• Sustainable debt must be more than 50% of the total debt.
  • S4A leaves the project in the hands of existing managements and also gives the banks more flexibility in the time taken to resolve the problem. A key issue is how large a part of the debt is deemed to be sustainable. Management and banks are bound to differ on this issue.
  • There is much talk of selling assets to privately managed asset reconstruction companies (ARCs), which can then organize the turnaround.
  • Another idea is that the proposed National Infrastructure and Investment Fund (NIIF), operating with private partners, provide both equity and new credit to stressed infrastructure projects going through the SDR mechanism.
  • The problem could be solved by creating a government-owned “bad bank” which purchases problem loans from the banks and concentrates on turning the projects around, possibly with the help of private ARCs.
  • Bank managements will be much more willing to sell assets at a discounted price to another public sector company, which will then undertake the task of negotiating the best deal with potential new owners. The terms of reference of the new entity can be sufficiently clarified to encourage it to negotiate the best possible deal with new private managements. It could work in partnership with ARCs to fulfil this mandate.

Improving the Quality of Lending

  • The quality of lending by PSB must be improved in future so that the same problem does not arise again.
  • To provide Public sector banks with greater autonomy the shareholding of the government can be reduced to less than 50 percent or 33 percent.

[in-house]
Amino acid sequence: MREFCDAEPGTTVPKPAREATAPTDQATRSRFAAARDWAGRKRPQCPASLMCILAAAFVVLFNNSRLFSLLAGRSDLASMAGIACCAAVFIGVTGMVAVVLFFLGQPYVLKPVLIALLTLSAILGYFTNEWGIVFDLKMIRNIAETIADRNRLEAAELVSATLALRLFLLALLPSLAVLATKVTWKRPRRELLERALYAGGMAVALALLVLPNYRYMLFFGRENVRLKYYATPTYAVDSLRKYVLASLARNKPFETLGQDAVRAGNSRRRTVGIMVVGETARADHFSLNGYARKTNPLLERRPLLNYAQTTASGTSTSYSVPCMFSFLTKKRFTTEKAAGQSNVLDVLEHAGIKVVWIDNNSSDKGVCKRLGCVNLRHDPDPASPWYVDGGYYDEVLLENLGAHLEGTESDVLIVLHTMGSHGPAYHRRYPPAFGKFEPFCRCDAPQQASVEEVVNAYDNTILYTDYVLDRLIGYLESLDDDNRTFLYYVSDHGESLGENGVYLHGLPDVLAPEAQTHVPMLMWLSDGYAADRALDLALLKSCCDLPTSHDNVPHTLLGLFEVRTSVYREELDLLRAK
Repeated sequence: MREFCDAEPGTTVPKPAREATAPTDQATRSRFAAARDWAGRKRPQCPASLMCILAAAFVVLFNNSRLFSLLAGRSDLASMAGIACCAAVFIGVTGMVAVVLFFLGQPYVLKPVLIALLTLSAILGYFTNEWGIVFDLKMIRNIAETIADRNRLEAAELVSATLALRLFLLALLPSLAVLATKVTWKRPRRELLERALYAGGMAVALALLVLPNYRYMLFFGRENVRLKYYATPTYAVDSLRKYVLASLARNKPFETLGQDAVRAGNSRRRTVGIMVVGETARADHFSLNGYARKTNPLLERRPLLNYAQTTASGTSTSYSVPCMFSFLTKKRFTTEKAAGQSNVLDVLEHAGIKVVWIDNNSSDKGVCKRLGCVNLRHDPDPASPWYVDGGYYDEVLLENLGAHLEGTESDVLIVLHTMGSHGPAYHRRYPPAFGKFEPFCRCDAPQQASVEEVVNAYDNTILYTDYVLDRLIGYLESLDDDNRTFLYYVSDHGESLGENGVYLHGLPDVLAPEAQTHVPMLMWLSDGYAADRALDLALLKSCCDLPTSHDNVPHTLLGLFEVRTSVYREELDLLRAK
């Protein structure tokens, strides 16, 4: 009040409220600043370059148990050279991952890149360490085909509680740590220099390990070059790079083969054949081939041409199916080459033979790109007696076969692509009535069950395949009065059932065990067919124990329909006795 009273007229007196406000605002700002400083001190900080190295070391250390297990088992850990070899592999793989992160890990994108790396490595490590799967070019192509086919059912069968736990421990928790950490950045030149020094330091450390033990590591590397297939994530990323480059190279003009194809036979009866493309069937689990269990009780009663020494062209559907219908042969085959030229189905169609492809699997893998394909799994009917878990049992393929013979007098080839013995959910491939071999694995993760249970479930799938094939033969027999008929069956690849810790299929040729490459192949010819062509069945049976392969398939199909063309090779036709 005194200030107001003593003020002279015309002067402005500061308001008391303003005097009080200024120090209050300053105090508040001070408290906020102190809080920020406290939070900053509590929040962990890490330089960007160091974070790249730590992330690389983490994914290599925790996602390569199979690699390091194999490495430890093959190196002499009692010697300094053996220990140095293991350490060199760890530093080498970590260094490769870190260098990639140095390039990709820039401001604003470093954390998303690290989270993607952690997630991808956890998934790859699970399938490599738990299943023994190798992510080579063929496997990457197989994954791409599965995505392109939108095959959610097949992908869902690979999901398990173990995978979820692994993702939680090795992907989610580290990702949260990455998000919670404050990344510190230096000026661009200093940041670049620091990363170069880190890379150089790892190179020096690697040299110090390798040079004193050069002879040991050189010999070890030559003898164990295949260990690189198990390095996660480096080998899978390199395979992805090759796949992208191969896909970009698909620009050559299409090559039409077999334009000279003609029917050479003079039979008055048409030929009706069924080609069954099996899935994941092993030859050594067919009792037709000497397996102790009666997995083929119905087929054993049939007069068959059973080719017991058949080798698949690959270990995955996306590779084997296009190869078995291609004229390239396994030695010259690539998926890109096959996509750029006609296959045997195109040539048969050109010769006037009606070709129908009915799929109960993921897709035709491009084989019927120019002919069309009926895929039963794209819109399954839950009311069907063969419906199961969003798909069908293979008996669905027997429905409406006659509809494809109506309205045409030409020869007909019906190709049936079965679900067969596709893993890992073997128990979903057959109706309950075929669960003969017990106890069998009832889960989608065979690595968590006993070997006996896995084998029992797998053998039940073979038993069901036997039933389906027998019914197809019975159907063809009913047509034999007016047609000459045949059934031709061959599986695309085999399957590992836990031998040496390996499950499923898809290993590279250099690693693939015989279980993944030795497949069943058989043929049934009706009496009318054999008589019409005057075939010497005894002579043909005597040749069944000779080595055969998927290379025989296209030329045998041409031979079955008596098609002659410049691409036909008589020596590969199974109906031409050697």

• The P.J. Nayak committee had suggested that if the dilution of shareholding is not acceptable, it should be possible to distance the government from the managements of the banks by creating a public sector holding company and vesting the government’s shares in the holding company. Some statements have been made that this may be acceptable and the newly created Banks Board Bureau is the first step in this direction.
  • There are two key elements in any effort to distance government. One is that the public sector banks should deal with only one regulator, RBI, and the extensive quasi-regulatory control exercised by the department of financial services should be ended. The role of the government as the owner would be performed by the holding company, and the government would deal only with the holding company on all issues.
  • A second requirement is that public sector banks should become board-managed institutions, with the board responsible for all appointments, including that of the chief executive officer (CEO). If the shares of the government are actually transferred to a holding company, then decisions regarding appointments could be taken by the board of the new company on the recommendation of the board of the bank.
  • The objective of creating a genuinely commercial environment in which public sector banks can function and managements are made accountable can only be achieved if the government is willing to step back from exercising direct control. Unless strong action is taken along these lines, we can assume that things will continue as they have.


Himanshu Arora
Doctoral Scholar in Economics & Senior Research Fellow, CDS, Jawaharlal Nehru University